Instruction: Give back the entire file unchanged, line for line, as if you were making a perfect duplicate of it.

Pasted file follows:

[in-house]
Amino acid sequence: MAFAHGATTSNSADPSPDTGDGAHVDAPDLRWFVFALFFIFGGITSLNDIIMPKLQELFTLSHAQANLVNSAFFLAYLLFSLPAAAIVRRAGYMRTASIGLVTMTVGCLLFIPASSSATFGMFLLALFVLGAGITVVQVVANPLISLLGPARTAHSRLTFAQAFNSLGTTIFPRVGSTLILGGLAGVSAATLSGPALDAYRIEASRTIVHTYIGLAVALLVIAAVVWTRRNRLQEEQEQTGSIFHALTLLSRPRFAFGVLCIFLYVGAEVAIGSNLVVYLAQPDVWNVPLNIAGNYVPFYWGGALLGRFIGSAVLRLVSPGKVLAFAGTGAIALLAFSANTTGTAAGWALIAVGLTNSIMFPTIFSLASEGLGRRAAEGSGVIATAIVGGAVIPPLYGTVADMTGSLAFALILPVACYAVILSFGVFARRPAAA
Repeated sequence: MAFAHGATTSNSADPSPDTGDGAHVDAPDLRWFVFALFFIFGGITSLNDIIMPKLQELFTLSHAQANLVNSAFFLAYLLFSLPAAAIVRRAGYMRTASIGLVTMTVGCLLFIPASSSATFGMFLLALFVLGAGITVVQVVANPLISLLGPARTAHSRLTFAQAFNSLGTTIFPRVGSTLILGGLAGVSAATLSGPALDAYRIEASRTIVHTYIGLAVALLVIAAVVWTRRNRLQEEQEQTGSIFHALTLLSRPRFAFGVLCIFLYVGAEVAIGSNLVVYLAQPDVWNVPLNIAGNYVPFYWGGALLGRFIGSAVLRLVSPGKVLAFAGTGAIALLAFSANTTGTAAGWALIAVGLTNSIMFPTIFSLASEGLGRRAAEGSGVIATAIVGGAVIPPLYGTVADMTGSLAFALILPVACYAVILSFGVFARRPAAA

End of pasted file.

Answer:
[in-house]
Amino acid sequence: MAFAHGATTSNSADPSPDTGDGAHVDAPDLRWFVFALFFIFGGITSLNDIIMPKLQELFTLSHAQANLVNSAFFLAYLLFSLPAAAIVRRAGYMRTASIGLVTMTVGCLLFIPASSSATFGMFLLALFVLGAGITVVQVVANPLISLLGPARTAHSRLTFAQAFNSLGTTIFPRVGSTLILGGLAGVSAATLSGPALDAYRIEASRTIVHTYIGLAVALLVIAAVVWTRRNRLQEEQEQTGSIFHALTLLSRPRFAFGVLCIFLYVGAEVAIGSNLVVYLAQPDVWNVPLNIAGNYVPFYWGGALLGRFIGSAVLRLVSPGKVLAFAGTGAIALLAFSANTTGTAAGWALIAVGLTNSIMFPTIFSLASEGLGRRAAEGSGVIATAIVGGAVIPPLYGTVADMTGSLAFALILPVACYAVILSFGVFARRPAAA
Repeated sequence: MAFAHGATTSNSADPSPDTGDGAHVDAPDLRWFVFALFFIFGGITSLNDIIMPKLQELFTLSHAQANLVNSAFFLAYLLFSLPAAAIVRRAGYMRTASIGLVTMTVGCLLFIPASSSATFGMFLLALFVLGAGITVVQVVANPLISLLGPARTAHSRLTFAQAFNSLGTTIFPRVGSTLILGGLAGVSAATLSGPALDAYRIEASRTIVHTYIGLAVALLVIAAVVWTRRNRLQEEQEQTGSIFHALTLLSRPRFAFGVLCIFLYVGAEVAIGSNLVVYLAQPDVWNVPLNIAGNYVPFYWGGALLGRFIGSAVLRLVSPGKVLAFAGTGAIALLAFSANTTGTAAGWALIAVGLTNSIMFPTIFSLASEGLGRRAAEGSGVIATAIVGGAVIPPLYGTVADMTGSLAFALILPVACYAVILSFGVFARRPAAA